The kitchen table will once again serve as a makeshift desk for millions of students when they head “back to school” in the next few weeks. Seventeen of the nation’s 20 largest school districts have said that they’ll reopen with zero in-person instruction. Nationally, only about 40 percent of schools have announced plans to reopen in-person (with another ten percent planning for a hybrid model that includes some in-person instruction).
Moreover, there’s little evidence that school systems worked out the kinks of virtual learning over the summer. Consider New York City’s dismal experience with summer learning. In the nation’s biggest and biggest-spending school district, despite New York City schools chancellor Richard Carranza’s pledge that the city’s summer learning plan would get kids “ready to hit the ground running come September,” the program was plagued by the same problems that befell schools last spring — from technical glitches to poor curricula to sky-high truancy rates.
Less than half of districts offered any sort of professional development to their teachers over the summer, and just 20 percent have plans to provide support to teachers in a remote-learning setting. Parents have expressed frustration about the dearth of communication or guidance from their schools, and educators themselves have fretted that they’re not sure, after a lost spring, how they’ll convince students that this fall’s remote learning should suddenly be taken seriously. And, however tough it was for teachers to connect with students this spring, they’d already had six months of in-person instruction to build from; things are going to be exponentially tougher this fall for those teachers who know their students only as pixels and email addresses.
Meanwhile, teacher unions have served as another impediment. Even when the concerns sometimes seem exaggerated, one can appreciate why teachers may be hesitant about in-person schooling. Extraordinarily troubling, however, is that — once schools have gone fully virtual — more than a few union locals seem to be intent on pursuing provisions designed to hinder remote teaching and allow teachers paid as full-time educators to operate as part-time employees.
In Los Angeles, the “tentative agreement” between the district and the union stipulates that teachers will only need to deliver one to three hours of live instruction a day, with the exact amount determined by a complicated distance-learning schedule that incorporates grade level and, weirdly, the day of the week. In San Diego, the tentative agreement between the union and the district calls for three hours of live instruction a day, one “office hour” a day, and two hours of prep time for teachers (during which students are supposed to be doing “asynchronous” work, i.e. watching videos or filling out worksheets).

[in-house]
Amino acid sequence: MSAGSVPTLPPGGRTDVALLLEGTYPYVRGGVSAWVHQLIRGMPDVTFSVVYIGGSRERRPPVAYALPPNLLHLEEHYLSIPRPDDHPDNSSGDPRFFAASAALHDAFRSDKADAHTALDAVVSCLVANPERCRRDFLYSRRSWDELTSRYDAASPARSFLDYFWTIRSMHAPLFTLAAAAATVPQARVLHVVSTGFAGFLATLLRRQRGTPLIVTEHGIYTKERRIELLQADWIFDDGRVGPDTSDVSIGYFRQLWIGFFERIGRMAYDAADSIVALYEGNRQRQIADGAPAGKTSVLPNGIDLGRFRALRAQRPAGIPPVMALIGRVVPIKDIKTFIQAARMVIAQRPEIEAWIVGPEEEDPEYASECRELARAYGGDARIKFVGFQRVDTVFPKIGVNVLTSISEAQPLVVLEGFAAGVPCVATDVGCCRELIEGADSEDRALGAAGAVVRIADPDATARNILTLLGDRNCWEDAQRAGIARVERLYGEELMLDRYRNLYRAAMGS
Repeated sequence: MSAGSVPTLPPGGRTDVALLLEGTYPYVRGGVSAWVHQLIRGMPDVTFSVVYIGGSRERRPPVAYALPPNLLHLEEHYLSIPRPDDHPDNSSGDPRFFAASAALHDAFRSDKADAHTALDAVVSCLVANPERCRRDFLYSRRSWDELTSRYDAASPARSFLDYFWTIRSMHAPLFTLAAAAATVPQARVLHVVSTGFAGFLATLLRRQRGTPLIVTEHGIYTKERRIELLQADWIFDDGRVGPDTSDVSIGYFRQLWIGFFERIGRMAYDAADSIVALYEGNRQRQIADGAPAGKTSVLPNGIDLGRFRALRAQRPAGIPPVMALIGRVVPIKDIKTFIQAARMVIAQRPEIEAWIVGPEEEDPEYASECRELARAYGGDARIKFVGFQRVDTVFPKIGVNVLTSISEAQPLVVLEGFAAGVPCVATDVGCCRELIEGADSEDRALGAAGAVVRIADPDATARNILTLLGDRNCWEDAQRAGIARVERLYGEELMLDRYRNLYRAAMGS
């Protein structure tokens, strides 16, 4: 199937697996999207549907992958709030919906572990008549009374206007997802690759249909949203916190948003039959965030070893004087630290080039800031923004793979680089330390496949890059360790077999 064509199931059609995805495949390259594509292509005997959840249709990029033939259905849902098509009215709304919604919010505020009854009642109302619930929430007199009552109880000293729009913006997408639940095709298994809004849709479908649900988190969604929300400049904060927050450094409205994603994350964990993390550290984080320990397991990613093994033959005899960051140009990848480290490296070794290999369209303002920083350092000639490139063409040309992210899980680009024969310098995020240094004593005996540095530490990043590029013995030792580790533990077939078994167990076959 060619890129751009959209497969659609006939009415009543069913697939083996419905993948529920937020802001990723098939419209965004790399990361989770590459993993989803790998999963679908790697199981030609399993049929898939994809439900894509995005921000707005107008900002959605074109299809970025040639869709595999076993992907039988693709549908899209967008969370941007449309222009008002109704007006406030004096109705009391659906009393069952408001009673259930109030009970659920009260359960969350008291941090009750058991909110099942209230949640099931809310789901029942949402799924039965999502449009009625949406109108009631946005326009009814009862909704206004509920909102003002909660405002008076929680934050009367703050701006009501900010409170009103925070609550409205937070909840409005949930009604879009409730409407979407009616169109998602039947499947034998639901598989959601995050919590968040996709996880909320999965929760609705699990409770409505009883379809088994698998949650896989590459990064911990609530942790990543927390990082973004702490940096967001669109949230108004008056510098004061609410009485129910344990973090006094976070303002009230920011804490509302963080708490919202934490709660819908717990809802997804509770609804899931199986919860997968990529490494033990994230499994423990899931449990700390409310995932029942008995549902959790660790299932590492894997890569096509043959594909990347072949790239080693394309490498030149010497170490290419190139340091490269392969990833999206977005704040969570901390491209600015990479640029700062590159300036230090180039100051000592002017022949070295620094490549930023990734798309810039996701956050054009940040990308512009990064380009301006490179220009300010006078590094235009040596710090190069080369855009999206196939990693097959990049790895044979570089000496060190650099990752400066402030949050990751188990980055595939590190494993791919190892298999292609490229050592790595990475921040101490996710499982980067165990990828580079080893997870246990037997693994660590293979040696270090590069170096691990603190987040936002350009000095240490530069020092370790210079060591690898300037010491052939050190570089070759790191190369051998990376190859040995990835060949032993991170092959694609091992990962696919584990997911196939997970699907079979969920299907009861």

All of this leaves parents in a tough spot as they contemplate another lost semester, knowing their kids need more than the two hours of Zoom calls and busywork that many schools are offering. Some parents have been found a solution in “learning pods,” small, parent-organized classrooms led by a tutor or teacher that deliver a lot of the benefits of in-person schooling while minimizing risk. Others have turned to virtual charter schools with more purposeful, robust online programs. Still others have sought to transfer to smaller private schools offering some form of in-person learning.
Yet far from celebrating these attempts to do what many schools won’t, the nation’s scolds have apparently decided this a good time to upbraid and obstruct parents who dare to do more than sit and fret. Parents who form learning pods have been lambasted in the New York Times for choosing “to perpetuate racial inequities rooted in white supremacy” and criticized in the Washington Post for “weakening the public education system they leave behind.” Those trying to move their kids to virtual charter schools have been fought by union leaders who, in Oregon, pressured state officials to block such transfers. And in Montgomery County, Md., parents who’d turned to private schools found local officials striving to shutter these options just weeks before the start of school.
When the public-health situation warrants it, remote learning is better than nothing. But, even before we turn to the crushing impacts on working parents and children’s mental health, it’s crucial to appreciate just what a dismal substitute today’s remote learning really is. And, while it’s far from clear that district and union leaders are focused on putting in place the measures that might help, a disconcerting amount of energy has been devoted to battling parents who are trying to solve the problem that’s been dumped on their doorstep.
The takeaway is pretty straightforward. In most places, remote learning is going to be a mess this fall. School and system leaders should be doing all they can to reopen schools as rapidly and thoughtfully as their local health context permits. And, in the meantime, educators, community leaders, and policymakers should do all they can to help families find solutions that will work for them.
Frederick M. Hess is director of education policy studies at the American Enterprise Institute. Matthew Rice is a research assistant at AEI.
Matthew Rice is a research associate at the American Enterprise Institute.